Before the analysis, all missing data were removed. Both descriptive (frequencies, percentages, mean and standard deviation) and inferential (chi-square and modified Poisson regression) analytical frameworks embedded in STATA software version 13.0 (StataCorp LP, College Station, Texas, USA) were used. The statistical analysis followed some essential steps. We performed descriptive statistics such as frequencies and percentages to describe the sample. The Pearson’s Chi-square test was done to examine the differences in smoking cigarette by socio-demographic characteristics and IPSV. A modified Poisson regression, adjusting for demographic, social and economic variables, was also performed to model the association between IPSV and cigarette smoking, to estimate the relative risk (RR) of cigarette smoking [18, 19].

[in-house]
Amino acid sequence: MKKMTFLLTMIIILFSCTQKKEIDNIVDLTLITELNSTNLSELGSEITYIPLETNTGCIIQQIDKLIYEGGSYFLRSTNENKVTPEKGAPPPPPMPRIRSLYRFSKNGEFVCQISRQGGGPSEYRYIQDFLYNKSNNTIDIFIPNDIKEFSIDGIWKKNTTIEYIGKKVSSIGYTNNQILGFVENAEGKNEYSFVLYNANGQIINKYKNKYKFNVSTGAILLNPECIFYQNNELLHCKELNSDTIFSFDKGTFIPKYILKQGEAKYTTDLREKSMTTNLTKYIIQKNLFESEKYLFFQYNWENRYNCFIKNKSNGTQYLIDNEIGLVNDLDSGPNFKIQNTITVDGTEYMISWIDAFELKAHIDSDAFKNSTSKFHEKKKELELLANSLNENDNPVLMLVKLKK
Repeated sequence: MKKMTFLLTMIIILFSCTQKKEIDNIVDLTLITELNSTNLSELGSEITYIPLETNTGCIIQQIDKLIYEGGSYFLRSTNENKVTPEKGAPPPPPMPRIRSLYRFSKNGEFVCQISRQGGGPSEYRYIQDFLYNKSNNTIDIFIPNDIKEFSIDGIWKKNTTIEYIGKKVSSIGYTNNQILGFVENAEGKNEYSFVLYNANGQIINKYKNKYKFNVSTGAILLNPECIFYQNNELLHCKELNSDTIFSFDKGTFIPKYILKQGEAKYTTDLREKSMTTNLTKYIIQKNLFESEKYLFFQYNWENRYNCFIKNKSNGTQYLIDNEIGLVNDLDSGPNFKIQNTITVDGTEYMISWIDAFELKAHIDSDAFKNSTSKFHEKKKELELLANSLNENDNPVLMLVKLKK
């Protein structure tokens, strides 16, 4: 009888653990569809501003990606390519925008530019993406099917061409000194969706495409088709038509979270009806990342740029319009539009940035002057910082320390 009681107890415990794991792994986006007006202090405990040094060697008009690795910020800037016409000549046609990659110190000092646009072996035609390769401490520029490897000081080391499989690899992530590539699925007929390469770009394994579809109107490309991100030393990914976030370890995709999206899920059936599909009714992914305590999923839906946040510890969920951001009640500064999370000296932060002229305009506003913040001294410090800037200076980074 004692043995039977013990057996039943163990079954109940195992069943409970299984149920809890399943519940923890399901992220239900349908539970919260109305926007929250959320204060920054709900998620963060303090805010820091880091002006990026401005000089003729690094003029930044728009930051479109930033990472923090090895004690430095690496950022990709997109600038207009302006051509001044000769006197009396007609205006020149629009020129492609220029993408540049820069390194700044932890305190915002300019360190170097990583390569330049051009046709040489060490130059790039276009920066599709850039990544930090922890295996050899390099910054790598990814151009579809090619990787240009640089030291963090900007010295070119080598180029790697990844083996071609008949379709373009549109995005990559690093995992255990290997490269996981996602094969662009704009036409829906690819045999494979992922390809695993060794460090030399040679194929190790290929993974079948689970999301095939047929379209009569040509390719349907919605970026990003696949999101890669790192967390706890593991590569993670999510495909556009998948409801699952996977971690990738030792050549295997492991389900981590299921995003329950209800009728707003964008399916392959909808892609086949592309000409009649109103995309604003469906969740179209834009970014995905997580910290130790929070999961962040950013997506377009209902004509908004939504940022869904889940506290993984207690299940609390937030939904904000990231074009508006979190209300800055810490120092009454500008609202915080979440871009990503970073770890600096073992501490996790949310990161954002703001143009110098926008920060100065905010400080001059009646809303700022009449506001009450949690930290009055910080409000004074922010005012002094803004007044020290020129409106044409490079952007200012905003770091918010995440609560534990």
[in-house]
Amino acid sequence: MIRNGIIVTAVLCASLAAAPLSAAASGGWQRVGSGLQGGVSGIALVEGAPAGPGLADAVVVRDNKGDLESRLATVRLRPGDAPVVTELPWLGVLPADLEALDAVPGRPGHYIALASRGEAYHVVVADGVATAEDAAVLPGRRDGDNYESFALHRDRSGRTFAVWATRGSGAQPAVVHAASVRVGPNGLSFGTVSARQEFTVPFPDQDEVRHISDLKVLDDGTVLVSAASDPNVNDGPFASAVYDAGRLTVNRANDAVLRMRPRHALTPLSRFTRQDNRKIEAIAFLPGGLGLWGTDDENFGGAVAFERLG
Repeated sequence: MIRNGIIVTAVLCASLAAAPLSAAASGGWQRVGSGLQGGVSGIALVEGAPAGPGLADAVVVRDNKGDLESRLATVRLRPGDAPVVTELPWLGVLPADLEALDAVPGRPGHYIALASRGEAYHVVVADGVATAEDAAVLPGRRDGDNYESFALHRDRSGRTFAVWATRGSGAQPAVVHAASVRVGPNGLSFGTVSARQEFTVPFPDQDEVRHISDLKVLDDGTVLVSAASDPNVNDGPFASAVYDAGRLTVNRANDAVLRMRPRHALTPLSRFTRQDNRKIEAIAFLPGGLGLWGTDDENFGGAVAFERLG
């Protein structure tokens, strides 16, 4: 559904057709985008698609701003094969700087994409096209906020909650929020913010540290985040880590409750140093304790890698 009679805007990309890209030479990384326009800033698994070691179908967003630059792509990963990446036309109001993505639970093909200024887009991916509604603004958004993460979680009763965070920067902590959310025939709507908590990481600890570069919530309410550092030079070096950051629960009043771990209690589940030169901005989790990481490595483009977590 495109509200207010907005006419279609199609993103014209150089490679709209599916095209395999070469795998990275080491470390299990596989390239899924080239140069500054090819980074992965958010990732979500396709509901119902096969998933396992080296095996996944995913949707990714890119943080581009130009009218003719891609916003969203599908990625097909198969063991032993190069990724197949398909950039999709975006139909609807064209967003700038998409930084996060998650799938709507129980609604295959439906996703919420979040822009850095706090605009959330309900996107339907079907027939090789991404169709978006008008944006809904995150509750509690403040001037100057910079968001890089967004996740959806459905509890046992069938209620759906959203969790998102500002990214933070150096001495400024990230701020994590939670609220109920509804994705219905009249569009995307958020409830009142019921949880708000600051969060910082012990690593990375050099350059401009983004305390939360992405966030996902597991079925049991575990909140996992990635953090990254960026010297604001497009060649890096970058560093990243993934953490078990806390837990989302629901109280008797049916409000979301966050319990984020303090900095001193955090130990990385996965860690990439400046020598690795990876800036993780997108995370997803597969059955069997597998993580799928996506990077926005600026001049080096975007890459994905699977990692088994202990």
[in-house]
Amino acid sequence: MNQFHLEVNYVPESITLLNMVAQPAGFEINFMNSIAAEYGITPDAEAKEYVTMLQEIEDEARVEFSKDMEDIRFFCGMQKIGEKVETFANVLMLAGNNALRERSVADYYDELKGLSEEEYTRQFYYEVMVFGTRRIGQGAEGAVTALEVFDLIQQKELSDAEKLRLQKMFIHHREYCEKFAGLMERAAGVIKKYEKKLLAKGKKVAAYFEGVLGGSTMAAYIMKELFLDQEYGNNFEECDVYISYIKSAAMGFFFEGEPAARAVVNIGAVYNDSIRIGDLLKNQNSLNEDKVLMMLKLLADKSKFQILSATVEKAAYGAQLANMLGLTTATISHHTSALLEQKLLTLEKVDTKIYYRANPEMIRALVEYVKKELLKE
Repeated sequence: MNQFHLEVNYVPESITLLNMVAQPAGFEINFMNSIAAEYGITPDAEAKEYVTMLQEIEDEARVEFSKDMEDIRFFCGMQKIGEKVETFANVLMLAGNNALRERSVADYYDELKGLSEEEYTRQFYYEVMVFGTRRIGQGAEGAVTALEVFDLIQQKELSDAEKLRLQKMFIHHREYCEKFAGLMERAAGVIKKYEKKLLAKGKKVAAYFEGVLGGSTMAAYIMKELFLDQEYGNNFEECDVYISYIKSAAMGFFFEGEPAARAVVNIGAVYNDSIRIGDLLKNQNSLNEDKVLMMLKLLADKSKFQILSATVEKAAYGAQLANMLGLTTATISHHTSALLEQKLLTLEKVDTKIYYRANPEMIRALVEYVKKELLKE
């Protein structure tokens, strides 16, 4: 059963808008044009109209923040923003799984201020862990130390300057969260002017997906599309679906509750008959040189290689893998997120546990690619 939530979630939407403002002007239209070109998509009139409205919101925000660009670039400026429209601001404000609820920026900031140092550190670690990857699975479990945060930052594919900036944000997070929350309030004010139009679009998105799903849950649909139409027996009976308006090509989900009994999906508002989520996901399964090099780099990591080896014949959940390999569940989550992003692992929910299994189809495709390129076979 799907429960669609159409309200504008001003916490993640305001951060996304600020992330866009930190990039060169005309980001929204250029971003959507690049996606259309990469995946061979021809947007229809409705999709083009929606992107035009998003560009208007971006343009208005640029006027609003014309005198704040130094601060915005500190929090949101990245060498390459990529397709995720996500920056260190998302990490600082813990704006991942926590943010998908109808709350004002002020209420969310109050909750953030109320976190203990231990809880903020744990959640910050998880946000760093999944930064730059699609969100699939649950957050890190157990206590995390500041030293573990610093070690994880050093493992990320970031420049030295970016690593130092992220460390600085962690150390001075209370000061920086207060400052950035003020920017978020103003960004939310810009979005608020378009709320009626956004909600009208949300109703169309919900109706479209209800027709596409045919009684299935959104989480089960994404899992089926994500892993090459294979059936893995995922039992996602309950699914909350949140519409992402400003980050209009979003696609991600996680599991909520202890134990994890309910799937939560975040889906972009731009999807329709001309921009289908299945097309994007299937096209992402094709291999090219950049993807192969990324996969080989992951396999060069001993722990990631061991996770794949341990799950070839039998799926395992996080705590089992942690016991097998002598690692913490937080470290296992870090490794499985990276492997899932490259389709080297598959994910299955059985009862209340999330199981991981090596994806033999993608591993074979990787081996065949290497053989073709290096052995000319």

The study used the modified Poisson regression that incorporates the robust error variance procedure to optimize the accuracy of the estimates , as direct estimates of relative risk produce from modified Poisson regression modelling may be a preferred method for estimating population-level risk . We fitted four regression models. Model 1 included dependent and independent variables only; thus, was the base model. While adjusting for the theoretically relevant confounding variables, Models 2, 3 and 4, respectively introduced demographic and socioeconomic factors to investigate whether these variables play any role and might tamper the effects of IPSV on cigarette smoking. Before the regression analysis, diagnostics checks for multicollinearity were conducted using the variance inflation factor (VIF). In this analysis, none of the VIF scores exceeded the value of 2.38, suggesting no multicollinearity. The results of the regression analyses were presented as crude relative risk (CRR) and adjusted relative risk (ARR) at 95% confidence intervals (CIs). All the estimates provided in this study are derived by applying appropriate sampling weights supplied by PNGDHS, 2016–18. A statistical significance threshold of p ≤ 0.05 was selected.